1. Make it exciting. With the basics laid out, add the spice that makes a story distinct. A game can easily be made spicier by making the villains intriguing and threatening. How much would Portal lose without GLaDOS, or Dragon Age: Origins without Loghain (spoiler alert for people who have been in comas since 2006)? Unfortunately, as countless gamers have already noted, the so called ‘Lords of Hell’ against whom the player battles are woefully inept and boring. The Lord of Lies only lies once in the entire game (and it’s not even a good one), and there is absolutely nothing conniving, sneaky, or deceptive about him or the act in which his story is set. Azmodan is even more punishing to the Blizzard writers, who must have groaned when they realized the only Hell Lord available to fit the mold of “master commander” is the Lord of ‘Sin’, a label which is about as unclear as it is irrelevant to the gameplay. Much has been made of Azmodan’s Saturday morning cartoon-villainy, and I am hardly the first to note that you don’t have to be Sun Tzu to know that you shouldn’t announce every step of your battle plan to your enemy.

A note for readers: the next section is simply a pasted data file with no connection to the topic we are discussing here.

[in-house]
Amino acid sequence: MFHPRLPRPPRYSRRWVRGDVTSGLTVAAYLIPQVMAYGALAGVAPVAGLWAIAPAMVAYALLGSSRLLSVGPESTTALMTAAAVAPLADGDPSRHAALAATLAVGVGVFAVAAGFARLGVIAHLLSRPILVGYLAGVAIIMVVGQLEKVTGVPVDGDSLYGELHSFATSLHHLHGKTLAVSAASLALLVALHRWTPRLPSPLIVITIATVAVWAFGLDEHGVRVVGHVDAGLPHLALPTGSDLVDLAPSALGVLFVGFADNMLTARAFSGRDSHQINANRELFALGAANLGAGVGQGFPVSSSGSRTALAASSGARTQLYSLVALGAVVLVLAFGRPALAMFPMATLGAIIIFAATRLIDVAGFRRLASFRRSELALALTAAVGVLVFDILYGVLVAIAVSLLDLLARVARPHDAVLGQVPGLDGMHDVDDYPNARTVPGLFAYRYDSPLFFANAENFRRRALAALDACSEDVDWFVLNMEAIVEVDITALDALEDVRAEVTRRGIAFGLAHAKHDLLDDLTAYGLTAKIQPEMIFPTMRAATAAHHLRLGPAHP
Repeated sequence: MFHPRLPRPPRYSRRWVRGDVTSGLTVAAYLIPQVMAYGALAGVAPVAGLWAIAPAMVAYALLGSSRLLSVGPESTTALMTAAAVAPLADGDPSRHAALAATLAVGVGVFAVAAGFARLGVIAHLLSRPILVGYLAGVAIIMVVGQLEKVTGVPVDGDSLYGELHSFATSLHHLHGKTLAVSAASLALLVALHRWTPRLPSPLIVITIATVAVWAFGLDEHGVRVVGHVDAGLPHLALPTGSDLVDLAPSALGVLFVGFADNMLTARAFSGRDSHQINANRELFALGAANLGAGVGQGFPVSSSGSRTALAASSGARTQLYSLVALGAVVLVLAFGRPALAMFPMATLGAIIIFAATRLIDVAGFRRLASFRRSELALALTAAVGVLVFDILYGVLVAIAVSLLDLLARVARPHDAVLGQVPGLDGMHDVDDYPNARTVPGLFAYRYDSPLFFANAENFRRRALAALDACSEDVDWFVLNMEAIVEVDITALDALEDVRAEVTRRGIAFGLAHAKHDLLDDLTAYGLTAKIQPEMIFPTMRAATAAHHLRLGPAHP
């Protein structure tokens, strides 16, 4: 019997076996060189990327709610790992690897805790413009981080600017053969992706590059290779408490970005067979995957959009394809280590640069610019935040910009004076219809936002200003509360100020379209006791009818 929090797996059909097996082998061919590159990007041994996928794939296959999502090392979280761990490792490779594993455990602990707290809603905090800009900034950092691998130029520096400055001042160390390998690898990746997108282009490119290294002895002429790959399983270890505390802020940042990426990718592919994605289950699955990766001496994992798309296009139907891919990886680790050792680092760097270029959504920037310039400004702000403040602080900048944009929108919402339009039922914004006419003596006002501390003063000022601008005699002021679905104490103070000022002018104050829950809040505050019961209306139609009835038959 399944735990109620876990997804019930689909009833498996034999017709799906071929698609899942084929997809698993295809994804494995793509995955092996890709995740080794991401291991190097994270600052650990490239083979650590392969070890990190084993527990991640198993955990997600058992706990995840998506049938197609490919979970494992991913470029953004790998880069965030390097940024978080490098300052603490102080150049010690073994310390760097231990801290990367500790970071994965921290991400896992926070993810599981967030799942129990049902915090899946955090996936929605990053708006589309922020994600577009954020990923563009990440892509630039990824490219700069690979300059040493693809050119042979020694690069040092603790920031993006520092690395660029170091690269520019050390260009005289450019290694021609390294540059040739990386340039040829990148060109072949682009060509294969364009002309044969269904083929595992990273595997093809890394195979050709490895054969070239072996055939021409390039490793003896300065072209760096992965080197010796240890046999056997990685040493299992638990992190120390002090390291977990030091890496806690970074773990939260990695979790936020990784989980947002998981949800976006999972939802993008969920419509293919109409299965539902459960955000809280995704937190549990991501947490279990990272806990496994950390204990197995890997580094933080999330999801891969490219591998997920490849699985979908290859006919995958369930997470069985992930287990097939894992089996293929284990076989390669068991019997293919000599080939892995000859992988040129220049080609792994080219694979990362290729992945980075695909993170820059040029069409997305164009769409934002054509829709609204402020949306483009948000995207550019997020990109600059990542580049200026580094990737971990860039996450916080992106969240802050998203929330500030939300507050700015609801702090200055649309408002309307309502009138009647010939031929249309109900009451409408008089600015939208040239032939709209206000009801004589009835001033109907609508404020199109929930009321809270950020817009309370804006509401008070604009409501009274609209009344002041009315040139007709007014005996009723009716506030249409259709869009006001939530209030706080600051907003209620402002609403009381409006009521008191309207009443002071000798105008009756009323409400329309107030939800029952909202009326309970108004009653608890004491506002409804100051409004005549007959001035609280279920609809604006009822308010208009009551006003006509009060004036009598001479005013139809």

Finally, Diablo, Lord of Terror, is in no way terrifying, nor does he make any attempt to use terror as a weapon. The closest he comes to living up to his namesake is when he transports the player into the ‘realm of terror,’ which gives the impression that the things Blizzard employees find most terrifying are black wispy smoke and clunky dialogue (“Only by defeating us can you return to your own realm! But none have ever crawled from the depths of their own terror!!”) Ultimately, the significant enemies in the game betray a total lack of creativity, as the Lords of Sin, Lies, and Terror all have fundamentally identical battle styles, which involve summoning minions, hitting you really hard, and making big deadly circles that you have to run away from.
Don’t even get me started on the other bosses. By my count, eight of the thirteen main bosses are little more than glorified keys, with no particular relevance to the plot or character. Figures like the Maiden of Lust, Izual, and even the Skeleton King, who have traits or back-stories that could make them interesting, are reduced to obstacles you need to destroy just so you can get to the room behind them.
2. Emphasize the human element. We are humans, after all, and even the most familiar story can stay fresh and engaging if there are hallmarks of real humanity; emotional arcs, character development, and believable relationships are the spice that make a bland ‘good vs evil’ meatloaf into a memorable meal. So now I’ll pose a question to you. Who was your favorite character in Diablo III? What did you like about him or her?
Take your time.